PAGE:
AIR’s loss estimate includes payouts from the Japan Earthquake Reinsurance scheme and is net of government recoveries. Fitch Ratings says that while the catastrophe will be among the largest insured losses in history, such losses can be absorbed by the insurance and reinsurance industries “without widespread solvency problems, or undue financial strain”.
Lloyd’s of London issued the following statement: “Our thoughts are still with those affected by the major earthquake and tsunami events in Japan. Lloyd’s is committed to providing cover to the Japanese market and our first priority is handling claims swiftly and supporting the local insurers. It is far too early for us to comment on any potential business impact.
“Lloyd’s routinely stress tests individual syndicates and the market as a whole for large-scale natural catastrophes of this nature and we are confident the market can respond to any claims in the normal course of business.”
Lloyd’s insurer Chaucer said in early April that it anticipates at least £27.5m (US$44.8m) in claims from this event alone. The company, a specialist in nuclear risk insurance, said that while the ultimate costs were still uncertain, it expects total claims of £27.5-35m, based on an estimated insured market loss of US$20-30 billion. Chaucer added that it was asking for better terms across most of its business classes with a “marked” rise sought for catastrophe exposed business, following recent natural disasters.
“With two thirds of Syndicate 1084’s premium income still to be written for the 2011 year of account, Chaucer expects that the majority of this business will be written at improved terms,” the company said in a statement.
In March, the company announced that it provided property cover to a nuclear power plant at Onagawa, but its policy excluded damage from earthquakes and tsunamis. It added that the Japanese Nuclear Act of 1961 absolves nuclear plant operators of liability for damage caused by major natural disasters.
Insurance aside, the resulting nuclear crisis, electricity shortages and suspension of work at manufacturing plants will affect hundreds of businesses in the US and Europe that use Japanese parts – be they consumer electronics, automotive industry parts, chips or other components. Many of these businesses will have begun to prepare for the possibility of an extended disruption to global supply chains taking into account the potential length and type of any disruptions identified, some of which will be months; others years.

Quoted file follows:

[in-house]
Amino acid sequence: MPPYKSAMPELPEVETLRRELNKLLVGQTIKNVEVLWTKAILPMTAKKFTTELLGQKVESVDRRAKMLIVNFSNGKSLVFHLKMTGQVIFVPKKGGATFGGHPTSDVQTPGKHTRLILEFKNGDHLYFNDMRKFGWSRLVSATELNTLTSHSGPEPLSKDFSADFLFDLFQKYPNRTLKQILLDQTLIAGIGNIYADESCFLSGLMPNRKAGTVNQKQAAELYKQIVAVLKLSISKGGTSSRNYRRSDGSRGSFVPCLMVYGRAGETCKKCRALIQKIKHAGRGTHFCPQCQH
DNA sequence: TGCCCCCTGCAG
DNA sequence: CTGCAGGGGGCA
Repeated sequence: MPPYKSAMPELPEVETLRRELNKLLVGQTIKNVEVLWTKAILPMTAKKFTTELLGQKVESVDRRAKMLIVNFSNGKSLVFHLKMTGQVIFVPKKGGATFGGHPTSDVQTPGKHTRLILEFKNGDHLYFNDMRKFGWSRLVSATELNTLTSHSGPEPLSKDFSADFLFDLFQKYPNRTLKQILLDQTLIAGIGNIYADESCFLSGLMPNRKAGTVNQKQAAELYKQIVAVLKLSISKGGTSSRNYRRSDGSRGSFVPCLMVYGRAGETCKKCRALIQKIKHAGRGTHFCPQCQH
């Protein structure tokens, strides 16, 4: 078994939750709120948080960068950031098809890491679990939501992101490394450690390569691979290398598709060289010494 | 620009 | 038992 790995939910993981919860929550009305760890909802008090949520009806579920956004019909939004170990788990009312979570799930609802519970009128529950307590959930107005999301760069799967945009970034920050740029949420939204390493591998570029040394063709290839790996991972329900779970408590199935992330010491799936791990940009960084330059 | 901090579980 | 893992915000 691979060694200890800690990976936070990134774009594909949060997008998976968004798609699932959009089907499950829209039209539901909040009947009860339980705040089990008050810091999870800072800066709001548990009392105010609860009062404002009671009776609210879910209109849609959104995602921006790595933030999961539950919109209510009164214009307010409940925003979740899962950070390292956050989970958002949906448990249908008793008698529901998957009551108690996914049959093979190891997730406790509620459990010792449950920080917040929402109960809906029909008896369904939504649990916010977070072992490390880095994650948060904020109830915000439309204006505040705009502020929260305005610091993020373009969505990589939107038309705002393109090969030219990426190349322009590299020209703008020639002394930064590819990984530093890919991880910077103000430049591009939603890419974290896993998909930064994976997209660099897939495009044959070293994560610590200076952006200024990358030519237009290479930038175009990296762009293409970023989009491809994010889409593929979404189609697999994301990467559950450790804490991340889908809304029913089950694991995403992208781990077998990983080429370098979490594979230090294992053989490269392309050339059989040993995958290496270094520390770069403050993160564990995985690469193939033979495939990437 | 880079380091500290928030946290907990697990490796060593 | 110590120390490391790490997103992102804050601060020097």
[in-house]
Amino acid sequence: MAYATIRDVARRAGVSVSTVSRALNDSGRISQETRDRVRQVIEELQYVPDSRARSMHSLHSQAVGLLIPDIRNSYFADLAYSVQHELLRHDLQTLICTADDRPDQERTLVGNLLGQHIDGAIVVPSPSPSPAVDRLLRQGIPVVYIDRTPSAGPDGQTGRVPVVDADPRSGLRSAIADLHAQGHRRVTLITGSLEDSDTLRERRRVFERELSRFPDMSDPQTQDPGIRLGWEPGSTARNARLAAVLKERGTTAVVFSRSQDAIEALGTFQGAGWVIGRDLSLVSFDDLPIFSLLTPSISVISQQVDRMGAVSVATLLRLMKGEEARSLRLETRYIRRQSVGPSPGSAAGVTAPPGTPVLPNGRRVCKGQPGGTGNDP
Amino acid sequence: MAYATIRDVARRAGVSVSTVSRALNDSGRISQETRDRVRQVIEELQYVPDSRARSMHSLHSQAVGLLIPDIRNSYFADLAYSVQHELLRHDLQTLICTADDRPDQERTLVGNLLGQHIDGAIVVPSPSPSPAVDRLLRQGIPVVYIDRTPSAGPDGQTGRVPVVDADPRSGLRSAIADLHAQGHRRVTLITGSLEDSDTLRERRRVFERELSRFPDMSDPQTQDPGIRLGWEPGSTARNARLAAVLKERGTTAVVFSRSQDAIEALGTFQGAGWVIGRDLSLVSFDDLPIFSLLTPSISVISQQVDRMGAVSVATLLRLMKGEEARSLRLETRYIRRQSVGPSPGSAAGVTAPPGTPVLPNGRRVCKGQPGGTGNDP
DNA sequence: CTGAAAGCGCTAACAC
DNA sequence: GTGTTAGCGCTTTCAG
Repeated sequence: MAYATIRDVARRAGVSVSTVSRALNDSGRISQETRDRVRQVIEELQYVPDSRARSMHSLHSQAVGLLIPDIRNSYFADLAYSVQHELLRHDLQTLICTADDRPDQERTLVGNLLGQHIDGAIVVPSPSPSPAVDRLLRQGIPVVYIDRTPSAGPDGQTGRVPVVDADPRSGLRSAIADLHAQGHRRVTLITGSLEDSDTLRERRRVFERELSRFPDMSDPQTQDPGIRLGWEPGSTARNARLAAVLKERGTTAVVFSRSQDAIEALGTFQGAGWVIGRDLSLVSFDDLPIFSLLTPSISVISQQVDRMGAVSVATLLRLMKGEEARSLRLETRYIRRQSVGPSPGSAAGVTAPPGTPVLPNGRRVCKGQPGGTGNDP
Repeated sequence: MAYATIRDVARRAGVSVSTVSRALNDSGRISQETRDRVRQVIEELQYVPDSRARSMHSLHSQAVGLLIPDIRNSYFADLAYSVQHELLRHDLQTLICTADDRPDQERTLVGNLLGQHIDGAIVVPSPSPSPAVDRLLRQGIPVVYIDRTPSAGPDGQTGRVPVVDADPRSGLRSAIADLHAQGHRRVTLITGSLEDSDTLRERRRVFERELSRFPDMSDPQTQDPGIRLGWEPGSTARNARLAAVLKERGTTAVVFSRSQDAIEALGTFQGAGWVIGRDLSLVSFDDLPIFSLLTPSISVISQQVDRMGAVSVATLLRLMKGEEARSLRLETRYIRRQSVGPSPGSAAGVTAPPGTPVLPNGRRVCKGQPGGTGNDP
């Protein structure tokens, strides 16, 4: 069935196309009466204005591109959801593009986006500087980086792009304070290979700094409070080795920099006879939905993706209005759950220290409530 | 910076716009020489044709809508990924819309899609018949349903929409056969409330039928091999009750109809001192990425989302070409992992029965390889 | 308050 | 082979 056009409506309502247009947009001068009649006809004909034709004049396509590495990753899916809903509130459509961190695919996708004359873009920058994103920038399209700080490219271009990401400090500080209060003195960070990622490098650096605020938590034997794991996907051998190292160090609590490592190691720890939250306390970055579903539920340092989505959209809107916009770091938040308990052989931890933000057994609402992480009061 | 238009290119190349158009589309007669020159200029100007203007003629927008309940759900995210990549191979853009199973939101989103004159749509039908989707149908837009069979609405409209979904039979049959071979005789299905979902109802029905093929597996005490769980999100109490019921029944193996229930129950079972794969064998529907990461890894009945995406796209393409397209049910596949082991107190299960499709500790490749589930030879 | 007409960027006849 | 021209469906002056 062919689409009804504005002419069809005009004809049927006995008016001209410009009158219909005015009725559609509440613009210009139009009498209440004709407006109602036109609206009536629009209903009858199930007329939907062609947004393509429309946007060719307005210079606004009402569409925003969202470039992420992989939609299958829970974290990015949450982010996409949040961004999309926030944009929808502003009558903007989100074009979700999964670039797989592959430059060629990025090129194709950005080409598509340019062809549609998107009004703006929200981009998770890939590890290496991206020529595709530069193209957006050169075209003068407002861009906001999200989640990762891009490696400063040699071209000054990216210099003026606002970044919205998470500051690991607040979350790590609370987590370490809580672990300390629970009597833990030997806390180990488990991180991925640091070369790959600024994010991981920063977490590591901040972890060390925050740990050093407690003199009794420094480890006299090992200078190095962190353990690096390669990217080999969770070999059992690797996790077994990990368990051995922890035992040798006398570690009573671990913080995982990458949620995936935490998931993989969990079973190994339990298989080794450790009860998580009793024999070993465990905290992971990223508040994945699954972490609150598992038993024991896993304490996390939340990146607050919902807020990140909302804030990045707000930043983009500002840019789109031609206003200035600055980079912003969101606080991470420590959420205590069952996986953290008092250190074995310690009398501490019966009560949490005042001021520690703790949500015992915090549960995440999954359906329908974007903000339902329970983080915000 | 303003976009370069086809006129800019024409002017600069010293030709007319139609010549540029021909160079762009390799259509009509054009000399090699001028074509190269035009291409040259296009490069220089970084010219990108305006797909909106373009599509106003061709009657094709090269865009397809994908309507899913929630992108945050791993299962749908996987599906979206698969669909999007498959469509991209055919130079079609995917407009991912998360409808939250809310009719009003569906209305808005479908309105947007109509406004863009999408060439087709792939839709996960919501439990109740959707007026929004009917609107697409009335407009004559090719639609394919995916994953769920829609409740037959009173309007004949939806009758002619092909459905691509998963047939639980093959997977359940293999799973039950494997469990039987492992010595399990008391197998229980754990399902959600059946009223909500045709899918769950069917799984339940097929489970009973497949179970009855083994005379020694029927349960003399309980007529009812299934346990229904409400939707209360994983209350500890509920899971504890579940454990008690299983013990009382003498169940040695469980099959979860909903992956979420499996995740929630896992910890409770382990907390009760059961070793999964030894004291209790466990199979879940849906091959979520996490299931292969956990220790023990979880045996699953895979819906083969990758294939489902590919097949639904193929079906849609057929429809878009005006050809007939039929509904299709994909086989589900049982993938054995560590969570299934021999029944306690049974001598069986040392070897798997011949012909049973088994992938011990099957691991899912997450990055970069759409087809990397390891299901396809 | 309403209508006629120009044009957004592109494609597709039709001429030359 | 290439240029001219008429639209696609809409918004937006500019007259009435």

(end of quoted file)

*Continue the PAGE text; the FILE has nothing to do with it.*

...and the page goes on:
Japan is one of the world’s most export-oriented countries. At the time of writing, Honda may have to close its plant in Swindon because of the disruption. Certainly, after a few weeks, it had cut production at its UK plant by 50 per cent due to the impact on its supply chain. Indeed, reports suggest that motor parts manufacturers are struggling in Japan locally, impacting purchasers in the supply chain worldwide – particularly in the USA, and where parts are unique to those sources, General Motors, Peugeot, Ford and Toyota were both impacted, and reports of component delays for tablets and smart phones abound. The impact of a shortage of parts on local employment will be seen over the coming weeks and months. How can companies find alternate suppliers quickly and what are the cost factors involved in this?